But in general, no manufacturers employ pre-landing spin-up of main gear wheels.
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Follow Up By: RossX4 - Sunday, Jul 07, 2019 at 21:14

Sunday, Jul 07, 2019 at 21:14
Well, you didn't read the question well then, did you. I didn't ask for you opinion on the pros and cons of using it. Just asked if there was a DIY kit.
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Follow Up By: Hoyks - Sunday, Jul 07, 2019 at 21:23

Sunday, Jul 07, 2019 at 21:23
yes there is
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Follow Up By: Bazooka - Monday, Jul 08, 2019 at 19:51

Monday, Jul 08, 2019 at 19:51
Perfect response given his ungracious replies Hoyks.

For those interested in the issue rather than the specific question, here's another detailed report by Robert Pepper at PracticalMotoring. Unlike many motoring scribes Robert generally does his homework, as his in-depth vehicle tests show.
SHOULD I PUT NITROGEN IN MY TYRES DEFINITIVE ANSWER
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Reply By: Member - willawa - Saturday, Jul 06, 2019 at 17:36

Saturday, Jul 06, 2019 at 17:36
How far from major centres can one get nitrogen for tyres .?
May just solve the "why bother" question
willawa (NSW)

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Follow Up By: RossX4 - Sunday, Jul 07, 2019 at 21:13

Sunday, Jul 07, 2019 at 21:13
Well, you didn't read the question well then, did you. I didn't ask for you opinion on the pros and cons of using it. Just asked if there was a DIY kit.
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Reply By: Frank P (NSW) - Saturday, Jul 06, 2019 at 18:12

Saturday, Jul 06, 2019 at 18:12
Ross,

Would you carry the kit when travelling?

Depending on where you travel, you may need to deflate and reinflate your van tyres just as you should do with your vehicle tyres. So first deflation you'd lose some nitrogen which would have to be replaced with the kit. No kit, you'd have to use air and lose the advantage.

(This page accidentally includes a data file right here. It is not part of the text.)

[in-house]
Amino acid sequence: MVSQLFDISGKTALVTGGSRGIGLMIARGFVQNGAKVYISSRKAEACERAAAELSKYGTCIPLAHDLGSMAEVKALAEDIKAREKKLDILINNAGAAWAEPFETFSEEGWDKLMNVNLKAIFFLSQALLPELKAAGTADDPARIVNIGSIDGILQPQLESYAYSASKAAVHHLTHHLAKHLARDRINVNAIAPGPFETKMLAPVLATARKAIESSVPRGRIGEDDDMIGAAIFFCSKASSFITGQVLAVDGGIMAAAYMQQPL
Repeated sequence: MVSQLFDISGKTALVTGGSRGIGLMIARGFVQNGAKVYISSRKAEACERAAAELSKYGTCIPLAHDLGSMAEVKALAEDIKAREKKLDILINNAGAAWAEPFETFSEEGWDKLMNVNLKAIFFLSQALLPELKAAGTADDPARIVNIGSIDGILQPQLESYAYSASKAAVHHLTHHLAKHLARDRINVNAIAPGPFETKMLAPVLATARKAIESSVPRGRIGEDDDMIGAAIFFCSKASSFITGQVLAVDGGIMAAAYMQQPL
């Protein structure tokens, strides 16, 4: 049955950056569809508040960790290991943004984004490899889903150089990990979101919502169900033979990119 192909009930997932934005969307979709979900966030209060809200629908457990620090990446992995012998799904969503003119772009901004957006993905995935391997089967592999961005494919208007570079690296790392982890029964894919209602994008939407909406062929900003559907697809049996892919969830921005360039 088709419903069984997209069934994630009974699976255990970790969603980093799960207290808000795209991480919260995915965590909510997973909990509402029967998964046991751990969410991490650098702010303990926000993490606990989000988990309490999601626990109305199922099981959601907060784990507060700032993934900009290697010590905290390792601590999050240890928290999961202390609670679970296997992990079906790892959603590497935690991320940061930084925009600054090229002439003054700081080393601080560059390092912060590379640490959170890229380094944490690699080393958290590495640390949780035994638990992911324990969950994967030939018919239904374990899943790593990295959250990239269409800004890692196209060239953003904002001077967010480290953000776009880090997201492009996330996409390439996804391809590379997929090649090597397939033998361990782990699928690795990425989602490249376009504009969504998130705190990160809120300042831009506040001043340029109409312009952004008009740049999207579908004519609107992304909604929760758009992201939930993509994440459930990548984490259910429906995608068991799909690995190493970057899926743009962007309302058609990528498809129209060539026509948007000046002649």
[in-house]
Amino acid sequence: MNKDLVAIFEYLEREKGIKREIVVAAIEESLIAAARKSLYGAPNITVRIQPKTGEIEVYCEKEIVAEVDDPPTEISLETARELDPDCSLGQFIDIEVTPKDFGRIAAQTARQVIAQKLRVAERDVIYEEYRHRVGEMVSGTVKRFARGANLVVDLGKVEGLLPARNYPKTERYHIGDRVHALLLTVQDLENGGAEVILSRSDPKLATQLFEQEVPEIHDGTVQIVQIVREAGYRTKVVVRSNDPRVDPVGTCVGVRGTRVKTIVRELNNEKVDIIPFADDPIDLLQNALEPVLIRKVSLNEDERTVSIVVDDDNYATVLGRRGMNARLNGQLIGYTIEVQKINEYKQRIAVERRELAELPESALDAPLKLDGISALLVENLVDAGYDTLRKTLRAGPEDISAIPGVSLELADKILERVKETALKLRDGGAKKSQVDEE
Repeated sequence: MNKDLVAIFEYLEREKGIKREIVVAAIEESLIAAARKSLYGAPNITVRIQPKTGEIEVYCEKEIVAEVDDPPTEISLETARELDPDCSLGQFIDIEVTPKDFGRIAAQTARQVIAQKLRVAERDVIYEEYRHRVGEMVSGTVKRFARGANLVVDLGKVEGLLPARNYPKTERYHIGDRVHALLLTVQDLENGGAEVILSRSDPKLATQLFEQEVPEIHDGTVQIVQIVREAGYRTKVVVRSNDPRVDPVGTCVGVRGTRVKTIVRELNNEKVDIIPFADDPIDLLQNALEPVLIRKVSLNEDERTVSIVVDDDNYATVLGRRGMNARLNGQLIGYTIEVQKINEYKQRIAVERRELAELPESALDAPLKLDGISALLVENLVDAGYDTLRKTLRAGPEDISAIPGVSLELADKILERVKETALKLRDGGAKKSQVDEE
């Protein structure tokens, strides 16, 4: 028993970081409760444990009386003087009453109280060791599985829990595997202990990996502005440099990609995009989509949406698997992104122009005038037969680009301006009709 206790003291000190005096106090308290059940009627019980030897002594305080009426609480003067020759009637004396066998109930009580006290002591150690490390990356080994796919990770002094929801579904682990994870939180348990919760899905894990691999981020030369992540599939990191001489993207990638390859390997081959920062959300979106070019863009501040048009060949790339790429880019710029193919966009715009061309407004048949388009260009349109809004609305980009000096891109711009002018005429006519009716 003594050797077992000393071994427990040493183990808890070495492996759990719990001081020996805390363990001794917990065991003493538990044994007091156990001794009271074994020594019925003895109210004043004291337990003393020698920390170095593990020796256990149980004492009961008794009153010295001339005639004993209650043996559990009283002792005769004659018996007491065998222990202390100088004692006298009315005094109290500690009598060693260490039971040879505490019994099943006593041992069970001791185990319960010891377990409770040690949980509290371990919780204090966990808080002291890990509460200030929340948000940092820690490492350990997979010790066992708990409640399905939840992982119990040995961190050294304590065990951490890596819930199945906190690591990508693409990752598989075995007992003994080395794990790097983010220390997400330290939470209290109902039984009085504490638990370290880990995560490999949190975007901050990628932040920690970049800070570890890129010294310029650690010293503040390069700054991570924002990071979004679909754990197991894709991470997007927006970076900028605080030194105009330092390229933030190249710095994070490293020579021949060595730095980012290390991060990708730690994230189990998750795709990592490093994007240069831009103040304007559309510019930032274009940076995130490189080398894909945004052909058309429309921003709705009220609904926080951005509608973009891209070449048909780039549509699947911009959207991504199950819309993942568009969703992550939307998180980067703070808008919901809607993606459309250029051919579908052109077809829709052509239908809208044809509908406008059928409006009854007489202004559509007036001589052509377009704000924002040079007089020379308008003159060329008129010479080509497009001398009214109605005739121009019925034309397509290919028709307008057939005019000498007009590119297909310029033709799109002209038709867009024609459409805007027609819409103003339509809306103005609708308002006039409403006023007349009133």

If you're going to this trouble for the van, what about the tug? Same principle applies.

To be honest, I don't think this nitrogen thing is worth it. Use air and carry a conventional 12 volt tyre inflator instead.

Cheers
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Follow Up By: RossX4 - Sunday, Jul 07, 2019 at 21:12

Sunday, Jul 07, 2019 at 21:12
Well, you didn't read the question well then, did you. I didn't ask for you opinion on the pros and cons of using it. Just asked if there was a DIY kit.
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Reply By: swampy - Saturday, Jul 06, 2019 at 21:52

Saturday, Jul 06, 2019 at 21:52
HI
Racing cars can use it to keep stable pressures.
Racing caravans nope not gunna work!! LOL

BBBBBBBB.. BS
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Follow Up By: Ron N - Sunday, Jul 07, 2019 at 13:14

Sunday, Jul 07, 2019 at 13:14
I dunno, Swampy - Don't ya reckon, some of these blokes might be using nitrogen in the tyres, to get a slight race advantage?! [;-)

Cheers, Ron.